International Rescue Committee: The Health of Refugees from Somalia. http://healthreach.nlm.nih.gov/documents/Somalia%20Health%20Fact%20Sheet_Sept2011.pdf Updated September 2011. Accessed February 22, 2015.

Filippi MK, Faseru B, Baird M, Ndikum-Moffor F, Greiner KA, Daley CM. A pilot study of health priorities of somalis living in kansas city: laying the groundwork for CBPR. J of Imm and Min Health. 2014; 16(2):314-320.

Pavlish CL, Noor S, Brandt J. Somali immigrant women and the American health care system: Discordant beliefs, divergent expectations, and silent worries. Social Science & Medicine. 2010; 71(2): 353-361.

Hauck F, Corr K, Lewis S, Oliver N. Health and Health care of African Refugees: An Underrecognized Minority. Journal of the National Medical Association. 2012; 104 (1&2):61-71.

Dharod JM, Croom, JE, Sady, CG. Food insecurity: its relationship to dietary intake and body weight among Somali refugee women in the United States. Journal of nutrition education and behavior. 2013; 45(1): 47-53.

Hearst MO, Martin L, Rafdal BH, Robinson R, McConnell SR. Early childhood development and obesity risk-factors in a multi-ethnic, low-income community: Feasibility of the ‘Five Hundred under Five’ social determinants of health pilot study. Health Education Journal. 2013; 72(2); 203-215.

Fernell E, Barnevik‐Olsson M, Bågenholm G, Gillberg C, Gustafsson S, Sääf M. Serum levels of 25‐hydroxyvitamin D in mothers of Swedish and of Somali origin who have children with and without autism. Acta Paediatrica. 2010); 99(5): 743-747.

Barnevik‐Olsson M, Gillberg C, Fernell E. Prevalence of autism in children of Somali origin living in Stockholm: brief report of an at‐risk population. Developmental Medicine & Child Neurology. 2010; 52(12): 1167-1168.

Mandell DS, Wiggins L D, Carpenter LA, et al. Racial/ethnic disparities in the identification of children with autism spectrum disorders. Am J Public Health. 2009; 99(3): 493-498. doi: AJPH.2007.131243 [pii] 10.2105/AJPH.2007.131243

[Giama NH, Shire A, Shaleh HM, Mohamed EA, Roberts LR. Community-wide outreach and screening to reduce hepatitis B and hepatitis C disparities among Somali immigrants in Minnesota. Hepatology 2014; 60; 960A-960A.

Connor E, Ndzengue A, Giama NH, Menk J, Mohamed EA, Elwir, et al. Fear of a liver biopsy is the primary barrier leading to disparities in the treatment and outcomes of hepatitis C in Somali patients in Minnesota. Hepatology 2014; 60: 925A-925A.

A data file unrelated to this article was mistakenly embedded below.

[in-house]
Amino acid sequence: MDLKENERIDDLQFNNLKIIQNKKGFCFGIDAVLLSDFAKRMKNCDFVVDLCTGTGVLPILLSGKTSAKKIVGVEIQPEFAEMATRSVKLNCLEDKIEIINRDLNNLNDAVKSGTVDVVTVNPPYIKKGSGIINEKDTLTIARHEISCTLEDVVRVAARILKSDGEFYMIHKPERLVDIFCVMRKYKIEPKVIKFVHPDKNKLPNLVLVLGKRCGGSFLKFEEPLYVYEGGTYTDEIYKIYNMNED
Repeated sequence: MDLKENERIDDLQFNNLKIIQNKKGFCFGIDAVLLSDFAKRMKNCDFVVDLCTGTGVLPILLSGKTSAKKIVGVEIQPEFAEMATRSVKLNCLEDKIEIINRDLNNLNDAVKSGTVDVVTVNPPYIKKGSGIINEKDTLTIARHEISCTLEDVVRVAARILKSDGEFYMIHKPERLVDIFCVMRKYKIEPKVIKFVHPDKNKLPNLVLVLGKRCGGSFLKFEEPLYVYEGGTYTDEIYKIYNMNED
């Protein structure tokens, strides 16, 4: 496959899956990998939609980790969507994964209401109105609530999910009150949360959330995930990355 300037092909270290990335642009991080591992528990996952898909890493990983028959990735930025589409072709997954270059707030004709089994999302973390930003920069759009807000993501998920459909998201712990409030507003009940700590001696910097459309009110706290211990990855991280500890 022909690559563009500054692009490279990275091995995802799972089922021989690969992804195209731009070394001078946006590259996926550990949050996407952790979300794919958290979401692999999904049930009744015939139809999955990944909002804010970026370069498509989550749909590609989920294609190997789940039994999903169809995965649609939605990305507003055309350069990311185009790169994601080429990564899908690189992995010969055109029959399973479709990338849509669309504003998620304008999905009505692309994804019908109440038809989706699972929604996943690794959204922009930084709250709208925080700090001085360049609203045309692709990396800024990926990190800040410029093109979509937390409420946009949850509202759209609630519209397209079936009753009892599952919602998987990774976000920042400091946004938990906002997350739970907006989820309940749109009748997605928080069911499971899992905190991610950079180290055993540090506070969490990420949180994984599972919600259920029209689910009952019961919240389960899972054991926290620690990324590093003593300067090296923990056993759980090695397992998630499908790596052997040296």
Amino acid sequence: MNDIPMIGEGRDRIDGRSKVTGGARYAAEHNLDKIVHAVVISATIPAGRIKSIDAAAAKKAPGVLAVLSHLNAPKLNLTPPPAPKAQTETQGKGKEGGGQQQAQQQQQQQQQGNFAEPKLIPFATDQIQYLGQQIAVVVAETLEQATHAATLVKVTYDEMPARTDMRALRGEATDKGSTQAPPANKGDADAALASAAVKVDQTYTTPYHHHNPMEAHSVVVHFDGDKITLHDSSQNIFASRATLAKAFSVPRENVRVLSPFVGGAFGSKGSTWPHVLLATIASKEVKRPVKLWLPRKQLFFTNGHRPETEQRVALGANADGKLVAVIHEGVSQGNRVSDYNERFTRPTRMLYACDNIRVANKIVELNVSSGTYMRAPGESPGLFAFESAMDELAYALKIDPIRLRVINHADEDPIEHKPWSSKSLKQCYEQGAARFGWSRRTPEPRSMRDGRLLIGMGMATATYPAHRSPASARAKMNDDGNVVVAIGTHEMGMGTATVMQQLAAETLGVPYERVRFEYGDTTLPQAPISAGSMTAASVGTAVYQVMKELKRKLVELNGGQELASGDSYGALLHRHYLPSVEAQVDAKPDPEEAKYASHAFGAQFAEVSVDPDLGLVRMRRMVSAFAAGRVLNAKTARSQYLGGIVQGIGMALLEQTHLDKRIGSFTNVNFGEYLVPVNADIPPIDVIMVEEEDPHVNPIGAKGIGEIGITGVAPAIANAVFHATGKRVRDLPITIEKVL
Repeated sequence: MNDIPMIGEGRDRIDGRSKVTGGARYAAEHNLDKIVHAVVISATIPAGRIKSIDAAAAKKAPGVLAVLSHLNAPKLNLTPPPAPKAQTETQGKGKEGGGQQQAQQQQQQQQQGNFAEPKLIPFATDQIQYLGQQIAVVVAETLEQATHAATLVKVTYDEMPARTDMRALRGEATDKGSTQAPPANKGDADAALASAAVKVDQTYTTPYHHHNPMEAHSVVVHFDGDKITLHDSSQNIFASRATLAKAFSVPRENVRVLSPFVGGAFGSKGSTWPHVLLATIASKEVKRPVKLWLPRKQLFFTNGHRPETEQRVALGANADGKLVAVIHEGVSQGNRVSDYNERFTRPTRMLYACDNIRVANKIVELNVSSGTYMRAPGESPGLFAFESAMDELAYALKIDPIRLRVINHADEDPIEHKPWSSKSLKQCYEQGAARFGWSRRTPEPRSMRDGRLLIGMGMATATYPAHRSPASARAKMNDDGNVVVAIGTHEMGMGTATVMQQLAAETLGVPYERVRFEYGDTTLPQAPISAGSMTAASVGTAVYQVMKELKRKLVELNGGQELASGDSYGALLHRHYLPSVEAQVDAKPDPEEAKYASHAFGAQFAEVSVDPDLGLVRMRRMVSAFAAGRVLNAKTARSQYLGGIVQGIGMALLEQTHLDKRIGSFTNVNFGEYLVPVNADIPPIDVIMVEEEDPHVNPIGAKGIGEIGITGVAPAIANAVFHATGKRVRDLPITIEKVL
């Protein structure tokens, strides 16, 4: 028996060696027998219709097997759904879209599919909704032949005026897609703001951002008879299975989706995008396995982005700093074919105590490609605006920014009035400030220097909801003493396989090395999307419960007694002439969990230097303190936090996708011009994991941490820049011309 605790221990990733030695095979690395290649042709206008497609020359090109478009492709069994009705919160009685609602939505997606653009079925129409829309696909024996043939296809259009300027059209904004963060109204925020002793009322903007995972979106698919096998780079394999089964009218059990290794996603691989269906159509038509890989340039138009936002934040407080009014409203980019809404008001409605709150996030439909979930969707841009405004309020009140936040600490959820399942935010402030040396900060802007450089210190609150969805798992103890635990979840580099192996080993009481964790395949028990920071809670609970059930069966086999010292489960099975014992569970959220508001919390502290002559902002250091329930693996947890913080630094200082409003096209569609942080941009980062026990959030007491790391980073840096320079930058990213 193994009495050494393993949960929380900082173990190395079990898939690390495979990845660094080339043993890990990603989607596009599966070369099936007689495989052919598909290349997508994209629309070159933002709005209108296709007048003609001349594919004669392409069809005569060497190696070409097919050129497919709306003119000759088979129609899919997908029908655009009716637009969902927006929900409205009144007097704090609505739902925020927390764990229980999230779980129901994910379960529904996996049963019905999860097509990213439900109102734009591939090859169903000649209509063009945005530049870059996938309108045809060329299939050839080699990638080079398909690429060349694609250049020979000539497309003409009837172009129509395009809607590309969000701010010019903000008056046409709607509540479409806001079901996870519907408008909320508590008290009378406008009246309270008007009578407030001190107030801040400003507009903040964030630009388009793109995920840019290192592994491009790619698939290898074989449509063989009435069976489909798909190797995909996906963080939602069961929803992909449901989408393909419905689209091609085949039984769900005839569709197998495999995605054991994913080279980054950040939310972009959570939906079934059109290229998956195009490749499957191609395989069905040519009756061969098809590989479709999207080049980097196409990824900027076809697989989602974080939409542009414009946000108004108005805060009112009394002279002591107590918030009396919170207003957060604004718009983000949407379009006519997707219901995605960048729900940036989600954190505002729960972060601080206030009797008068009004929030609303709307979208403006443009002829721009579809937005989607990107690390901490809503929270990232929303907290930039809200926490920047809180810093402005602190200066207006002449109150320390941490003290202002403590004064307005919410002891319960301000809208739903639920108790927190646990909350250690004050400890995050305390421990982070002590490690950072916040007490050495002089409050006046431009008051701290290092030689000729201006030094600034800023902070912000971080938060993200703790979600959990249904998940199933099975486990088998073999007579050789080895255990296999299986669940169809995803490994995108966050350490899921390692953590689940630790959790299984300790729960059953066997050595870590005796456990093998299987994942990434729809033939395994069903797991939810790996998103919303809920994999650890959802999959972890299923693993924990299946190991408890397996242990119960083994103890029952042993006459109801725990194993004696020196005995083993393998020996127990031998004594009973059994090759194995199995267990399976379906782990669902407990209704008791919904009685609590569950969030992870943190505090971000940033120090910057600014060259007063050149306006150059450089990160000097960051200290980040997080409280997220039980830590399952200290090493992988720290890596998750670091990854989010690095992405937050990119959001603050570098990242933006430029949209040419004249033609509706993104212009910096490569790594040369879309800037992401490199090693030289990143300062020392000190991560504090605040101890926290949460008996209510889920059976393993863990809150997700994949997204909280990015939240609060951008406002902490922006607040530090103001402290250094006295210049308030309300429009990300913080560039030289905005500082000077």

UNAIDS. Mogadishu – HIV in a time of unrest. http://www.unaids.org/en/resources/presscentre/featurestories/2012/july/20120726mogadishu Published July 2012. Accessed February 25, 2015.

Schäferhoff M. External Actors and the Provision of Public Health Services in Somalia. Governance. 2014; 27(4): 675-695.

Morrison T, Wieland ML, Cha SS, Rahman AS, Chaudhry R. Disparities in preventive health services among Somali immigrants and refugees. Journal of Immigrant and Minority Health. 2012; 14 (6): 968-974.

Springer PJ, Black M, Martz K, Deckys C, Soelberg T. Somali Bantu refugees in southwest Idaho: assessment using participatory research. Advances in Nursing Science. 2010; 33(2): 170-181.

Pavlish CL, Noor S, Brandt J. Somali immigrant women and the American health care system: Discordant beliefs, divergent expectations, and silent worries. Social Science & Medicine. 2010; 71(2): 353-361.

Filippi MK, Faseru B, Baird M, Ndikum-Moffor F, Greiner KA, Daley CM. A Pilot Study of Health Priorities of Somalis Living in Kansas City: Laying the Groundwork for CBPR. Journal of Immigrant and Minority Health. 2014; 16(2): 314-320.

International Rescue Committee: The Health of Refugees from Somalia. http://healthreach.nlm.nih.gov/documents/Somalia%20Health%20Fact%20Sheet_Sept2011.pdf Updated September 2011. Accessed February 22, 2015.

Wieland ML, Morrison TB, Cha SS, Rahman AS, Chaudhry R. Diabetes care among Somali immigrants and refugees. Journal of community health. 2012; 37(3): 680-684.

Pavlish CL, Noor S, Brandt J. Somali immigrant women and the American health care system: Discordant beliefs, divergent expectations, and silent worries. Social Science & Medicine. 2010; 71(2): 353-361.

Hauck F, Corr K, Lewis S, Oliver N. Health and Health care of African Refugees: An Underrecognized Minority. Journal of the National Medical Association. 2012; 104 (1&2):61-71.

Morrison T, Wieland ML, Cha SS, Rahman AS, Chaudhry R. Disparities in preventive health services among Somali immigrants and refugees. Journal of Immigrant and Minority Health. 2012; 14 (6): 968-974.

Barnett ED, Weld LH, McCarthy AE, et al. Spectrum of Illness in International Migrants Seen at GeoSentinel Clinics in 1997–2009, Part 1: US-Bound Migrants Evaluated by Comprehensive Protocol-Based Health Assessment. Clinical Infectious Diseases. 2013; 56(7): 913-924.

World Health Organization Somalia Situation Report August- October 2013. http://www.emro.who.int/images/stories/somalia/WHO_Somalia_Sit_Rep_Aug-Oct_Soft_Resolution.pdf Updated October 2013. Accessed February 15, 2015.

Photo of members of the Somali community at an event
Photo by Foreign and Commonwealth Office (cc license).